The Miss Saigon musical staged by Showbiz Christchurch at the Isaac Theatre Royal in Christchurch opened last Friday (September 27) to a captivated audience.
Judging by the number of people up on their feet in [a] standing ovation at the end of the show, it was a huge success. Even during the intermission, the buzz and lots of smiling faces indicated the audience was suitably impressed by what they had seen so far.
The musical, which was written in tribute to Puccini’s Madame Butterfly, by Claude-Michel Schönberg and Alain Boublil of Les Misérables fame has been toasted globally. I have previously watched three productions of Miss Saigon in Sydney and could confidently say that this time, again, the story was well told and would have a strong season in Christchurch.
The story of the lead up to the fall of Saigon draws out and gets the audiences involved in the drama of the lives of people affected by the American war. It centres on [the] romance of a young innocent Vietnamese girl (Kim) and an American GI (Chris), which turns into a tragedy when they got separated when Saigon falls. Unbeknown to Chris, he fathered a son with Kim. Their reunion years later was heart-wrenching with Kim then meeting the wife of Chris (Ellen), then deciding how her son could have a better life.
Overall the cast and the ensemble delivered through the haunting and challenging songs, the convincing acting, the music, and the crisp and well synchronised group moves.
They had been aided by the simple but effective set and props, effects, lighting, costumes and make-up. Notably, the helicopter scenes and the gates cleverly shifting, shutting out the anguished crowd wanting to get out, were so realistic that the audience felt they were part of the scenes.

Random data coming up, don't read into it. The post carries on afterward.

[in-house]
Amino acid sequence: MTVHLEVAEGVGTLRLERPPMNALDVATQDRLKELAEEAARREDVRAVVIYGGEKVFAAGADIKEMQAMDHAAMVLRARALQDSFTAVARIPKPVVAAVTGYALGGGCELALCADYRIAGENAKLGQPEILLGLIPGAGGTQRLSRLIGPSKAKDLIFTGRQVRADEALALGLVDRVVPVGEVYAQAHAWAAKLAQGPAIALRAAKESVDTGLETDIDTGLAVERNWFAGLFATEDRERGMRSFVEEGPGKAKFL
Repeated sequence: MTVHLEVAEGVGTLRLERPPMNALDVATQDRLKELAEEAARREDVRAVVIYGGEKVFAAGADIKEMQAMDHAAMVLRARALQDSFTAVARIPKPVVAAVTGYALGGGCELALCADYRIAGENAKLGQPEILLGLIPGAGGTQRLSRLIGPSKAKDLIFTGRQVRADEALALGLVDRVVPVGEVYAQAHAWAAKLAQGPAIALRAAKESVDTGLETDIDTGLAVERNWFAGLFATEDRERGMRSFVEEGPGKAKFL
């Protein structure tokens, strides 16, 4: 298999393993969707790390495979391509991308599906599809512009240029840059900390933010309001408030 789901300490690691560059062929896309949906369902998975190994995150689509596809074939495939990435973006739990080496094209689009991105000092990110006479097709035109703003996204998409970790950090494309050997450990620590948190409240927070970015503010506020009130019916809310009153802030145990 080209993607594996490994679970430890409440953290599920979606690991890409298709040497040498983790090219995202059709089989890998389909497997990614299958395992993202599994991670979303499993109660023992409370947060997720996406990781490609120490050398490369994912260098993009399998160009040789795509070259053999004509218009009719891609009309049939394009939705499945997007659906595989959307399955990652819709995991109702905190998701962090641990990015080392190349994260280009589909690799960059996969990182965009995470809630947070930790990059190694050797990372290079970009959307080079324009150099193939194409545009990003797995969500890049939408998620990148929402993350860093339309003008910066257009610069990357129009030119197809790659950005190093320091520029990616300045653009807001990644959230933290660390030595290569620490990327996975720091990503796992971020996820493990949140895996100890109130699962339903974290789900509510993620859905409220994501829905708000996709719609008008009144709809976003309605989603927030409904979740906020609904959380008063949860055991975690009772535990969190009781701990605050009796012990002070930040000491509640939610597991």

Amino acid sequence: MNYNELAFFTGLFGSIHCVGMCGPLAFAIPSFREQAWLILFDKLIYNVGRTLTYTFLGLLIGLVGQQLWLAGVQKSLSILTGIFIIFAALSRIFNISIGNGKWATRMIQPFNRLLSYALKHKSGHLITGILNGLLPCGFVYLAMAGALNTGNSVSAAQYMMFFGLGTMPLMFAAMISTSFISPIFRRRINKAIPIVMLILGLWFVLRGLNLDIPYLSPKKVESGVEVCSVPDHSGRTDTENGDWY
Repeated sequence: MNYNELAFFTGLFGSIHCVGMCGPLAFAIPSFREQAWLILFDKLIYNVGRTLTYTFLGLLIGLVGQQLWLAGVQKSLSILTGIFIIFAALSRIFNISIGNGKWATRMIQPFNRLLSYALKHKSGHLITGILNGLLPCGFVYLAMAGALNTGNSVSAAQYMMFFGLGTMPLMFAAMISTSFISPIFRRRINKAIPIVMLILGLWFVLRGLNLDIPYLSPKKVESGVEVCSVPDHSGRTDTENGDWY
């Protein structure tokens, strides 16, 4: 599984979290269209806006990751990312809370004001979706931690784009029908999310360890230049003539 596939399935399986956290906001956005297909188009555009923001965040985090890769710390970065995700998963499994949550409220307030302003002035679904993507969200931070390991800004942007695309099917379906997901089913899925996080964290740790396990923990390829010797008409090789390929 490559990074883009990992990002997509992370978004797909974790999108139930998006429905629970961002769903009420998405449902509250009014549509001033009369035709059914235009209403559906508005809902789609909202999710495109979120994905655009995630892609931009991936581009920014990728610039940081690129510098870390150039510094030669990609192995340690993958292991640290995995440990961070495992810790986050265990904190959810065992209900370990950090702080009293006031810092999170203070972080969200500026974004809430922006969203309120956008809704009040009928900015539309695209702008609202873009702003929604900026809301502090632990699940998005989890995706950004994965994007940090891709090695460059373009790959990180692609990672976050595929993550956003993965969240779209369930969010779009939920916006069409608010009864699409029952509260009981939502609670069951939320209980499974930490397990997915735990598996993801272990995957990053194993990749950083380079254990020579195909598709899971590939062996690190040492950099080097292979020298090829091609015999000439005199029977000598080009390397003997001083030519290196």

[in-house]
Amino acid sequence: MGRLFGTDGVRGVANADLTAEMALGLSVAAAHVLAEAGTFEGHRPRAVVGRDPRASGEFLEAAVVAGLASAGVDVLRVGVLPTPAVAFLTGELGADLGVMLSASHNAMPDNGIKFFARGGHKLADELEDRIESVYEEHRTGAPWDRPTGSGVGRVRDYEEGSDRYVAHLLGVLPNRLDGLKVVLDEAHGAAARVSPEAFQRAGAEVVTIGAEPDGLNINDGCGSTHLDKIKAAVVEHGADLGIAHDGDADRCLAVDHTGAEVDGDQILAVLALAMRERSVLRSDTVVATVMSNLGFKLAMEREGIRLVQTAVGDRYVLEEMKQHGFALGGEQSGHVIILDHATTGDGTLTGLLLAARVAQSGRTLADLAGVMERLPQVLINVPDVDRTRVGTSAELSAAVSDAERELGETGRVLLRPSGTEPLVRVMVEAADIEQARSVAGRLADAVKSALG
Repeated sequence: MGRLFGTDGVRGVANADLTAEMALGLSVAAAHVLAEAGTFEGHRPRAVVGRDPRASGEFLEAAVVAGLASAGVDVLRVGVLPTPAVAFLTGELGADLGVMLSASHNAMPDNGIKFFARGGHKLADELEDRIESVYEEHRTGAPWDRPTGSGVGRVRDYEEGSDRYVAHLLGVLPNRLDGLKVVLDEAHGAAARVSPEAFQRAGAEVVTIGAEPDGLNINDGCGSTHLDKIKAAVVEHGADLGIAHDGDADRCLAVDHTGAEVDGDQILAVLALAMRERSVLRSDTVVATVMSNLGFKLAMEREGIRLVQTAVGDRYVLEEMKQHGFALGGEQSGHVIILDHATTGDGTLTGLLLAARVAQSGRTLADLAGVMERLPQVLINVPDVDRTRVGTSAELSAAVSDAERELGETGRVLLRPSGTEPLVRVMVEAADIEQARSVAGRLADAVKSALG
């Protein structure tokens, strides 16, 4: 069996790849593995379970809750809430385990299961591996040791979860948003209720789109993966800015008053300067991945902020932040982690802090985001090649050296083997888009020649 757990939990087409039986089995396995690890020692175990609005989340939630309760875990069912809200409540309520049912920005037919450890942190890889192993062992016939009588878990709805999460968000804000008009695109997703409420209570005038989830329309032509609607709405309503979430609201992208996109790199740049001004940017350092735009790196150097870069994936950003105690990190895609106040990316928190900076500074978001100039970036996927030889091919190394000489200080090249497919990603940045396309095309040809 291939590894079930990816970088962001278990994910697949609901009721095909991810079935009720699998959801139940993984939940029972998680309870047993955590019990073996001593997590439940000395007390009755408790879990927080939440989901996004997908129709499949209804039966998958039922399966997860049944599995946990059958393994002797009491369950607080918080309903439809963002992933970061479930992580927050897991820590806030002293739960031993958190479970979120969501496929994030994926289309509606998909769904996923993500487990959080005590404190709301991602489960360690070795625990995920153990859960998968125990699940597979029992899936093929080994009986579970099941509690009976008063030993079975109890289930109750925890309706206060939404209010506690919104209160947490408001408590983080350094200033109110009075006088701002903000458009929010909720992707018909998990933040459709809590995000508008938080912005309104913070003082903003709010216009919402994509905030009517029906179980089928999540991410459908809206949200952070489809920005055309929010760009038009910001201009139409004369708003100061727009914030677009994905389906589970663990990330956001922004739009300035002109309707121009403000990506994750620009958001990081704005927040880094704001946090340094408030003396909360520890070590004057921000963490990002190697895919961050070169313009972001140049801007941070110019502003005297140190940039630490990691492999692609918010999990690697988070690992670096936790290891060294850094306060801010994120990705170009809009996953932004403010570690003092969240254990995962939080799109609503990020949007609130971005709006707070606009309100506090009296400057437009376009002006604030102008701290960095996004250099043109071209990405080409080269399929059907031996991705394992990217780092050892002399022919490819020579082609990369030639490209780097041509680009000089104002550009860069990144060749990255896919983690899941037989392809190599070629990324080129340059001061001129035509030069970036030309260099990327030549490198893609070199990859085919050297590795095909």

Marcus Rivera, who played The Engineer, was the standout performer. I have watched him twice in that role and I would say that he again had gone a notch higher in his latest portrayal.
He commanded the stage in “The Heat is On in Saigon” and “If You Want to Die in Bed” and mesmerising in “The American Dream” amidst the backdrop of scantily-clad showgirls and male dancers. He personified an unsavoury and disreputable pimp, with his confident singing not missing a beat with the orchestra’s accompaniment.
But don’t just take my word for it. Patrick Shepherd who did the review for Stuff.Co.NZ also felt that: “the show’s success rests on the three main leads and especially the engineer.
Marcus Rivera was excellent as the sleazy, self-serving manipulator making a buck amid the chaos. …. Rivera relished this role, singing with an easy confidence and plenty of cheeky sauce.”
Backstage Christchurch reviewer Kate Divett also said: “Marcus Rivera (The Engineer) is sassy and clever as the opportunistic club owner – his moment in “The American Dream” was memorable.”
Tina Bergantinos Panlilio, a Filipino-New Zealand singer and musical theatre actress who played the role as Kim and Jack Fraser as Chris, get equal votes from me in their level of performance and contribution to the success of the show. Both have strong voices and convincingly conveyed the deep emotions they were feeling. If I were to pick only one song by each of them to put on the weighing scale, it would be Panlilio’s rendition of “I’d Give My Life for You” and Fraser’s “Why God Why”.
Daniel Aguilar, another Fil-Aussie singer and stage actor, who was a late addition following an adjustment of the cast, did the role of Thuy superbly. He has played the same role years ago and his confidence from that stint showed.
James Foster‘s acting and vocals, in the role of John, get a big tick, too. His exchange with Chris as a concerned colleague and friend in “The Telephone Song” and leading the all men choir in the Opening of Act II – “Bui Doi” especially touched and drew much appreciation from the audience.